Mayor Vagonis at the new memorial, with images of the prewar red, green and yellow synagogues in the central panel. They were color-coordinated to celebrate the tricolor Lithuanian flag. Photo: Rokiškis Regional Museum.
The historic text on the trilingual plaque does not, unfortunately, mention the (massive) local collaboration in the Nazi extermination of its Jewish population; as is frequently the case, this occasions omitting to speak about the local rescuers (Righteous of the Nations) who can and should be the greatest inspiration to today’s youth. The Yiddish text is replete with embarrassing errors, starting with the very title. It is important that when including Yiddish in public memorials, municipal authorities consult proper experts. These deficiencies can be repaired, the visitors were assured, by an eventual updating of the image layer using the same metal stand erected, all thanks to the wonders of modern technology.
Following the event, the visitors from Vilnius were treated to an extensive historic walking tour stressing sites of Jewish interest, followed by a tour of the town’s historic palace, now home to the county seat’s regional museum. This was graciously led by the museum’s historian Giedrius Kujelis, who spared no effort to answer all questions with the greatest of care. Before return to Vilnius, visitors were treated to a delicious selection of the town’s famous cheeses, well known to all visitors to Lithuania and the region.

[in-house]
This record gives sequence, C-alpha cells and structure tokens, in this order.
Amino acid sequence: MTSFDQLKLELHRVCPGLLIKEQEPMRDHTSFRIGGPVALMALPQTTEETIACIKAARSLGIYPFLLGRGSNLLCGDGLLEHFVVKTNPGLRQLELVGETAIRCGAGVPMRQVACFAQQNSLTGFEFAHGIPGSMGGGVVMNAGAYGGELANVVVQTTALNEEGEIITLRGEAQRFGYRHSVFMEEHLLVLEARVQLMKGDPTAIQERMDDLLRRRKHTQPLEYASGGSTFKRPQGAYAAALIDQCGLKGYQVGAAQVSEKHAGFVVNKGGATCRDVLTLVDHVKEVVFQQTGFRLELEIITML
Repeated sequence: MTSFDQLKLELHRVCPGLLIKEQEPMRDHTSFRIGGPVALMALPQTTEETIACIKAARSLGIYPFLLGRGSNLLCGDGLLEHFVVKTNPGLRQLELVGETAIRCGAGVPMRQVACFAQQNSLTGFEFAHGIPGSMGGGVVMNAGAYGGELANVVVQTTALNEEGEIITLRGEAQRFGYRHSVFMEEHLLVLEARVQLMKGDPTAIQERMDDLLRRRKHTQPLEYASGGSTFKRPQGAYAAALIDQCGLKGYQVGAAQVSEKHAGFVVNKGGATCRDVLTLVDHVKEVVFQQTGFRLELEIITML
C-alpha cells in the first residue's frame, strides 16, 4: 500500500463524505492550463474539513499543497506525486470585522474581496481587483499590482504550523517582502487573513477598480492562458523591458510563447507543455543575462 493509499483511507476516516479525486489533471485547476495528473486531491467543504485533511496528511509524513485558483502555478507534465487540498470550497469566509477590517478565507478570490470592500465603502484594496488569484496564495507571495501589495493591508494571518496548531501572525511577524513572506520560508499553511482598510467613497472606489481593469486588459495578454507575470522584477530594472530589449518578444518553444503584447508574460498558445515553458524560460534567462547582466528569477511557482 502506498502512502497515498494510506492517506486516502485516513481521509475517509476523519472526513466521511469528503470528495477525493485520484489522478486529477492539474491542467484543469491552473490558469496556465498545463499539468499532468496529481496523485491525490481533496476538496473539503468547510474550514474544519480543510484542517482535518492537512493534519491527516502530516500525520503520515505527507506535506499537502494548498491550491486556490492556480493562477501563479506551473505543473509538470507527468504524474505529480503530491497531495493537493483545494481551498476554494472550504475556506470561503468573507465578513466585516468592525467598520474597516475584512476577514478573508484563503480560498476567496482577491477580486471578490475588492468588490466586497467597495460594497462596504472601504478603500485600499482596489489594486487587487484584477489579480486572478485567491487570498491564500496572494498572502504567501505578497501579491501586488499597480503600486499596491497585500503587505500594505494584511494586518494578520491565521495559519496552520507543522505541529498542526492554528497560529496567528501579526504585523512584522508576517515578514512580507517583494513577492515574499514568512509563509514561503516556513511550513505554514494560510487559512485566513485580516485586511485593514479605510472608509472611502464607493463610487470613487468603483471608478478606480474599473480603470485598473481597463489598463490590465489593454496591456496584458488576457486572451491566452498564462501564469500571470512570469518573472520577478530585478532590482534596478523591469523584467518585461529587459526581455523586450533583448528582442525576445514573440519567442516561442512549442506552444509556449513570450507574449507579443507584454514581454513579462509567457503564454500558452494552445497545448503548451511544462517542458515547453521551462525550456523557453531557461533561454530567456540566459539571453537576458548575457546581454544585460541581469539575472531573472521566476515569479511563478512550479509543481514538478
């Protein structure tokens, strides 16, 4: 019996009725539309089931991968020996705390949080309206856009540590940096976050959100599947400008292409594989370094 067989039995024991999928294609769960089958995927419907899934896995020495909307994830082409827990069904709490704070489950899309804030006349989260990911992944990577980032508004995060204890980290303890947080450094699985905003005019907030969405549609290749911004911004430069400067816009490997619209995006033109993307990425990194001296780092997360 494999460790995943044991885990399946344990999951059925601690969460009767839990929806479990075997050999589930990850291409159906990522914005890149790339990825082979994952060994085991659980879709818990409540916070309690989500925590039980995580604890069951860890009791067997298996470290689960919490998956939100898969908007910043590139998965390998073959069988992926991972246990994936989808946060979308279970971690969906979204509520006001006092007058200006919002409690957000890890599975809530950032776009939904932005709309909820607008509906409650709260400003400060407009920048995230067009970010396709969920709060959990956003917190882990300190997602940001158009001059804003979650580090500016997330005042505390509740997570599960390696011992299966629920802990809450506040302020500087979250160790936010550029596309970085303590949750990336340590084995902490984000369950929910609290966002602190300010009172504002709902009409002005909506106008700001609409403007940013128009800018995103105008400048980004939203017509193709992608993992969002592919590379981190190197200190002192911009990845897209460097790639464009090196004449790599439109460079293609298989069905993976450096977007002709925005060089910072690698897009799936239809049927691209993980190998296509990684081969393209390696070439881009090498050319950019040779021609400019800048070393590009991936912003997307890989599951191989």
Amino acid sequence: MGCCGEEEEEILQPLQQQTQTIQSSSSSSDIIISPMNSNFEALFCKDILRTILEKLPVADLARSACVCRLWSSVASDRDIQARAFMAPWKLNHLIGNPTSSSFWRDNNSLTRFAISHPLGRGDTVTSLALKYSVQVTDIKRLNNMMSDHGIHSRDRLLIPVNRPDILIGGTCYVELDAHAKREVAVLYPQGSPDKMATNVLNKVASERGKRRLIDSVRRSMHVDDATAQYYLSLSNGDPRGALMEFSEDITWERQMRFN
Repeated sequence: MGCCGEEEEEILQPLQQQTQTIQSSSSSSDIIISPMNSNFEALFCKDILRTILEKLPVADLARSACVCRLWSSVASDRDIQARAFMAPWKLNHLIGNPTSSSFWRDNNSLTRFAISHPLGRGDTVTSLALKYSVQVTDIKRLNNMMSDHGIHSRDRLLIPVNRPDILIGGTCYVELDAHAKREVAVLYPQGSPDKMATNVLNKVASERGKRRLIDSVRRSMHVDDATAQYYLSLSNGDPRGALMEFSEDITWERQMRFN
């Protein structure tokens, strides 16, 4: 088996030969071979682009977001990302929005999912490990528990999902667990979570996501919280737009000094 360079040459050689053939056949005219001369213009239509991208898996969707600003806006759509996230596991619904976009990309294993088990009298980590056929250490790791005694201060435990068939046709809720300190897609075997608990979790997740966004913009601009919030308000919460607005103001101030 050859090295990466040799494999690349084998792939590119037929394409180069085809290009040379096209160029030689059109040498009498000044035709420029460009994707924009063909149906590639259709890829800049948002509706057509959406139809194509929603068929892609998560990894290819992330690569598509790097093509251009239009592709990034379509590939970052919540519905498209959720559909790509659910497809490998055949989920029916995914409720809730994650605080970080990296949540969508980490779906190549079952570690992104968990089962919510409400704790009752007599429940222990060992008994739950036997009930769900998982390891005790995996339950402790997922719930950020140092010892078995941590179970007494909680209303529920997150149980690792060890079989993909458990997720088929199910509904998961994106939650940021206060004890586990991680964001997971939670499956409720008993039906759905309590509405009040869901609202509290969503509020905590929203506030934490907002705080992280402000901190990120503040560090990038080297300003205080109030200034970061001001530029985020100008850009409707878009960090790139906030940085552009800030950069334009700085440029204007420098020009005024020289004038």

The Rokiškis town square swastika. Photo:
It is not possible to write about a visit to Rokiškis without mentioning the disturbing monument in the center of the town square, facing the massive nineteenth century church. It is a nationalist statue featuring a statue of a woman worshipping toward heaven with a swastika above her head and partly between her hands. The year marking 1918-1928 quickly confirms that it is an interwar, pre-Nazi-invasion work, from when the swastika was one of many symbols toyed with by nationalists and ultranationalists, particularly aryan-purist worshippers, but without the later Hitlerist connotation of obligatory racial hate or eliminationist antisemitism. During the 2010 legal proceedings at which the swastika was controversially legalized by a Lithuanian court, the case of the prewar Rokiškis town center monument was prominently cited. It was explained to the visitors last Sunday that during the Soviet period, the swastika was artfully hidden so that the authorities did not suspect its presence, saving the monument from removal or destruction. It was again proudly uncovered after independence.